British infantryman Charlie “Ginger” Byrne was advancing on the German-held village of Beaumont-Hamel on July 1, 1916, when the other members of his gun crew were hit and he was forced to take refuge in a shallow shell hole. He lay there among the ammunition boxes he’d been carrying with only four inches of earth above his head.
I lay as I fell because I daren’t move. I had my legs folded under me and my bloomin’ bayonet was on my left-hand side. I was dying to move that bayonet out of the way so I could get my hip down lower. But that Jerry decided he hadn’t anything better to do than play his gun across my shell-hole. He knew I wasn’t hit. I knew what he was doing. I was a machine gunner myself, wasn’t I? He’d be holding the two handles of his gun, then he’d tap, tap so it played right across the top of the hole; then he’d turn the wheel at the bottom to lower the barrel and then he’d tap, tap the other side to bring it back again. He was hitting the dust just above my head and he smashed the bloomin’ boxes. Bits of ammo flew about everywhere. In a queer sort of way I was lying there almost admiring what he was doing, as though it wasn’t me he was aiming at. He was a fellow machine-gunner, wasn’t he? And he certainly knew his job. But he just couldn’t get that trajectory low enough.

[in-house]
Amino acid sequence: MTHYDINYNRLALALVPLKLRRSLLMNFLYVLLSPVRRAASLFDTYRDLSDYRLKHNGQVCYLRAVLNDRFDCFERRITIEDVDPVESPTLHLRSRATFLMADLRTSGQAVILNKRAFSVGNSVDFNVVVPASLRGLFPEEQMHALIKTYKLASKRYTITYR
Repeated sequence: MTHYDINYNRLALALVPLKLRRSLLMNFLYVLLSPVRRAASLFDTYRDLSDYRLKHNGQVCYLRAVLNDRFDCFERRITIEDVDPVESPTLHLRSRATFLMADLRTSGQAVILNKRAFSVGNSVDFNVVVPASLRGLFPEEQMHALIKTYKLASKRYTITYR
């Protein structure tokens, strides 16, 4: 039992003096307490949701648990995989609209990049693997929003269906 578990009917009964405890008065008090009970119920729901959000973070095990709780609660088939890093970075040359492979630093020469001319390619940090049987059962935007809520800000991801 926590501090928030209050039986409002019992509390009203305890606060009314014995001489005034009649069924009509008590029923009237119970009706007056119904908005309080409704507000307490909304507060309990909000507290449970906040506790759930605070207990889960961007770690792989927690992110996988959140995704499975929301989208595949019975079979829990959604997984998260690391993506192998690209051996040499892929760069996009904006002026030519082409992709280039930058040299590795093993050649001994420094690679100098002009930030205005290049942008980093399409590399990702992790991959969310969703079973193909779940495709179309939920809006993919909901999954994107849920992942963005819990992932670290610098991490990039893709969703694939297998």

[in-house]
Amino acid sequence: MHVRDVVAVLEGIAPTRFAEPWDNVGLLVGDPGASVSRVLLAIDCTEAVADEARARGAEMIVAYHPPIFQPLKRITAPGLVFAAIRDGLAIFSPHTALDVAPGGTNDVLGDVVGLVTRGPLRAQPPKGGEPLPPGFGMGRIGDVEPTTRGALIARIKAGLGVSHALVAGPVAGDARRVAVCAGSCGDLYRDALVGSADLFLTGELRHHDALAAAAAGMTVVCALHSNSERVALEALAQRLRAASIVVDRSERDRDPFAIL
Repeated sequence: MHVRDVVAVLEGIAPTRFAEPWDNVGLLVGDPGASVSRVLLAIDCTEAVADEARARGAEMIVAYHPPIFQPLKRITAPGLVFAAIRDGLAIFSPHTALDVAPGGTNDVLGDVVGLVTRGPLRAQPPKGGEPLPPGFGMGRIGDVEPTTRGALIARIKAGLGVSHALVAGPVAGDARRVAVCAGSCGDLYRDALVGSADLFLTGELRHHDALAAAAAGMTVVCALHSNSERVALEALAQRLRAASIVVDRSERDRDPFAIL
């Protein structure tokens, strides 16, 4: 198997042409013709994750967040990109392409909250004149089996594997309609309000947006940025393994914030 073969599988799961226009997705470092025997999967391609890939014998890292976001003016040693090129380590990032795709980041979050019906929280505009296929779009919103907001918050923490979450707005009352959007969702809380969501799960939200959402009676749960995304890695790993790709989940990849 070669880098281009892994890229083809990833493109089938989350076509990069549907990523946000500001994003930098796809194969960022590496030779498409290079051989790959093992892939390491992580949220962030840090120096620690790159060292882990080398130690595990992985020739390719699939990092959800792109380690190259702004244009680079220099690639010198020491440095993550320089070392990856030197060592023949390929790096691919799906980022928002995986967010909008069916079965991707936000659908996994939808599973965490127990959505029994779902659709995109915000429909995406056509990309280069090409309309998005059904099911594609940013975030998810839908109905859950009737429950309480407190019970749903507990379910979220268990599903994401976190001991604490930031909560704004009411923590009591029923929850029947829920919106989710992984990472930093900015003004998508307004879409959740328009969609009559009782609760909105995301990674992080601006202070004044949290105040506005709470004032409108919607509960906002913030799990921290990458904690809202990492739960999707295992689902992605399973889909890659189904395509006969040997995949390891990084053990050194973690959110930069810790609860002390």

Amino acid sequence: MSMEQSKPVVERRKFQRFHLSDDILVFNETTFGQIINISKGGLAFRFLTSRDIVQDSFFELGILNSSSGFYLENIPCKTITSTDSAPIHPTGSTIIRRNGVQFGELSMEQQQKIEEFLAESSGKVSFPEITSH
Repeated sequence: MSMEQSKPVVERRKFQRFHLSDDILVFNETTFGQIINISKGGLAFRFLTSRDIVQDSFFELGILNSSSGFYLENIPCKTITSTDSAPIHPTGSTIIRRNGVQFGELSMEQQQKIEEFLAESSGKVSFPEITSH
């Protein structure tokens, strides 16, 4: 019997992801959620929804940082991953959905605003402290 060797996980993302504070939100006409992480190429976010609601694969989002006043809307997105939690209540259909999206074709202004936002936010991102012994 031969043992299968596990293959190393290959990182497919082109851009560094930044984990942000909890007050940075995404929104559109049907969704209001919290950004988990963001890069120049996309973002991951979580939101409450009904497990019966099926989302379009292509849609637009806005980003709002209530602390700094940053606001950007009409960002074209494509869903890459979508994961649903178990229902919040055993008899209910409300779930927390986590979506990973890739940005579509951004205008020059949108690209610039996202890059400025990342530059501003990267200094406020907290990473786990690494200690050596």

Byrne waited 14 hours through the interminable summer day with the German gunner “nagging away,” firing just over the hole. “Sometimes he’d stop for a bit and turn the gun on someone else; but he’d got right fond of me. Wasted a lot of ammo on me that Jerry did.” When darkness finally came he crawled and then ran across no-man’s-land and escaped, entirely uninjured.
(From Richard van Emden, Meeting the Enemy: The Human Face of the Great War, 2013.)